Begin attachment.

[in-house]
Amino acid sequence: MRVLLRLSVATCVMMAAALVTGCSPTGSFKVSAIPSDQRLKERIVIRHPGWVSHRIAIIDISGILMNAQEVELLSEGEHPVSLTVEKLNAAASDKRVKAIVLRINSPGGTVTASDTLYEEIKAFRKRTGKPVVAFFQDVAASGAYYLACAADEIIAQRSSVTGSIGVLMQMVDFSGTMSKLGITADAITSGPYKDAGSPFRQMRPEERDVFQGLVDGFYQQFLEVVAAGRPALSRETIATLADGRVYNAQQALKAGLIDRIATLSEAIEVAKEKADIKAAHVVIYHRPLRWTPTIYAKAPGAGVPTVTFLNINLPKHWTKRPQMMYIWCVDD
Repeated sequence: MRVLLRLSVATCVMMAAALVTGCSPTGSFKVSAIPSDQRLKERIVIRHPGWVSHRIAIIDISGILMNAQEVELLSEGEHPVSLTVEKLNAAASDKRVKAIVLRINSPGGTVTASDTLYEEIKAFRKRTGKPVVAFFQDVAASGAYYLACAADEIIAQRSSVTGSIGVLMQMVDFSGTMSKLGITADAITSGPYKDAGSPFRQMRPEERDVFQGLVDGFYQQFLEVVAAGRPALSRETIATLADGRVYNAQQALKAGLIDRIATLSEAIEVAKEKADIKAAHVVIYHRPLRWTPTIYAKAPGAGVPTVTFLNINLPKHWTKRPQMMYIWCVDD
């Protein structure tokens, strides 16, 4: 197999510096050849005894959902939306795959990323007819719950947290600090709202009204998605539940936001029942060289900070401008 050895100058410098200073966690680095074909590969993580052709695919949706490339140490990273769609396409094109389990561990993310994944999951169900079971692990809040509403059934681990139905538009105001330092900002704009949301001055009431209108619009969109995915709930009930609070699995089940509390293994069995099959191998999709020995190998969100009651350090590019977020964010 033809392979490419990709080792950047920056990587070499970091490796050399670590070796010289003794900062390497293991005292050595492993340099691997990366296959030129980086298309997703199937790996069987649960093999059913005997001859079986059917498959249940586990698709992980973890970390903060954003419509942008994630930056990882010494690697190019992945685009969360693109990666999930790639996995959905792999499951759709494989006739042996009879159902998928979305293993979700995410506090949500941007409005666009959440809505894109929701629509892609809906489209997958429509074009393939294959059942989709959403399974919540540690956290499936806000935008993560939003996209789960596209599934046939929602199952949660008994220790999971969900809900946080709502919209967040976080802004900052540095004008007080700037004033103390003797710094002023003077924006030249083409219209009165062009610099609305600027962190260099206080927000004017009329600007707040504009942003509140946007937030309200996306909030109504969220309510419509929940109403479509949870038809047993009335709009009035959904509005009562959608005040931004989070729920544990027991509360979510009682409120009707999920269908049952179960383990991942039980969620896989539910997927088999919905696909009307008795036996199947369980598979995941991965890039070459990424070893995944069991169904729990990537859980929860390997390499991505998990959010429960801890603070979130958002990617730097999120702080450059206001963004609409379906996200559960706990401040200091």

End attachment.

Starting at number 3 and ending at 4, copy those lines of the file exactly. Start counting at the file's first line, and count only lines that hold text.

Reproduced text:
Repeated sequence: MRVLLRLSVATCVMMAAALVTGCSPTGSFKVSAIPSDQRLKERIVIRHPGWVSHRIAIIDISGILMNAQEVELLSEGEHPVSLTVEKLNAAASDKRVKAIVLRINSPGGTVTASDTLYEEIKAFRKRTGKPVVAFFQDVAASGAYYLACAADEIIAQRSSVTGSIGVLMQMVDFSGTMSKLGITADAITSGPYKDAGSPFRQMRPEERDVFQGLVDGFYQQFLEVVAAGRPALSRETIATLADGRVYNAQQALKAGLIDRIATLSEAIEVAKEKADIKAAHVVIYHRPLRWTPTIYAKAPGAGVPTVTFLNINLPKHWTKRPQMMYIWCVDD
């Protein structure tokens, strides 16, 4: 197999510096050849005894959902939306795959990323007819719950947290600090709202009204998605539940936001029942060289900070401008 050895100058410098200073966690680095074909590969993580052709695919949706490339140490990273769609396409094109389990561990993310994944999951169900079971692990809040509403059934681990139905538009105001330092900002704009949301001055009431209108619009969109995915709930009930609070699995089940509390293994069995099959191998999709020995190998969100009651350090590019977020964010 033809392979490419990709080792950047920056990587070499970091490796050399670590070796010289003794900062390497293991005292050595492993340099691997990366296959030129980086298309997703199937790996069987649960093999059913005997001859079986059917498959249940586990698709992980973890970390903060954003419509942008994630930056990882010494690697190019992945685009969360693109990666999930790639996995959905792999499951759709494989006739042996009879159902998928979305293993979700995410506090949500941007409005666009959440809505894109929701629509892609809906489209997958429509074009393939294959059942989709959403399974919540540690956290499936806000935008993560939003996209789960596209599934046939929602199952949660008994220790999971969900809900946080709502919209967040976080802004900052540095004008007080700037004033103390003797710094002023003077924006030249083409219209009165062009610099609305600027962190260099206080927000004017009329600007707040504009942003509140946007937030309200996306909030109504969220309510419509929940109403479509949870038809047993009335709009009035959904509005009562959608005040931004989070729920544990027991509360979510009682409120009707999920269908049952179960383990991942039980969620896989539910997927088999919905696909009307008795036996199947369980598979995941991965890039070459990424070893995944069991169904729990990537859980929860390997390499991505998990959010429960801890603070979130958002990617730097999120702080450059206001963004609409379906996200559960706990401040200091």